My role as part of this NHS England group was to represent and advocate for the needs of people with pancreatic cancer going through this journey.

I found that my role was much needed: many experts from the medical world needed a reality check to fully grasp the range of needs (emotional, psychological, physical and wellbeing) someone facing pancreatic cancer has when faced with decisions about their diagnosis and treatment.

Having someone like me there, who has gone through the whole process, was vital. It humanised the whole approach and made sure that the needs of the patient were considered, rather than looking purely through the lens of the medical staff.

At each stage, I was listened to. My views were taken into consideration and were weighted with the same level of interest as the oncologists, radiologists, GPs and other medical staff in the group.

Our impact 

The Best Practice Timed Pathway project is a very powerful and objective piece of work, which lays out clearly what needs to be done to give people the best chance of survivability and quality of life. It lays out how some of the currently dreadful outcomes for patients can be mitigated – to some level – if the right process, timings and treatments are made available to everyone across the UK, without a post code lottery.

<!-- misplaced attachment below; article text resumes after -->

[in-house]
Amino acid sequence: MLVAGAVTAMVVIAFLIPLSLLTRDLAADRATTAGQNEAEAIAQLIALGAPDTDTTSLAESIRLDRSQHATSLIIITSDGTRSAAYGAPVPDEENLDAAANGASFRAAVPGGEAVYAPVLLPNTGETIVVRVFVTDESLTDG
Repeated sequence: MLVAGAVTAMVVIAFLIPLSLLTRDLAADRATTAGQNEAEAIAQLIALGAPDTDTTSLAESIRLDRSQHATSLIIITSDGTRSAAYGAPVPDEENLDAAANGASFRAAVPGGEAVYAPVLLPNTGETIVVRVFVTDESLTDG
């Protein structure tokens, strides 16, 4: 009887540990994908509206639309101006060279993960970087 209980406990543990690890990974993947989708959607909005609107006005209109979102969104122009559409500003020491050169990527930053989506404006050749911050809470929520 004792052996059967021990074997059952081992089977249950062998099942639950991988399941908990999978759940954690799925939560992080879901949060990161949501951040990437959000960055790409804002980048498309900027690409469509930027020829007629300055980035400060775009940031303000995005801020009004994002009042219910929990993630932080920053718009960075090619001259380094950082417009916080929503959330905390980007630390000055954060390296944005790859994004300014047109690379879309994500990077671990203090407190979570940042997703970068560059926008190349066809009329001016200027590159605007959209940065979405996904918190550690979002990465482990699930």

The key focus was to make sure that diagnosis happens within 21 days rather than 28 days – or more in some cases, which is totally unacceptable. I’m pleased to see that the final published guidance recommends this.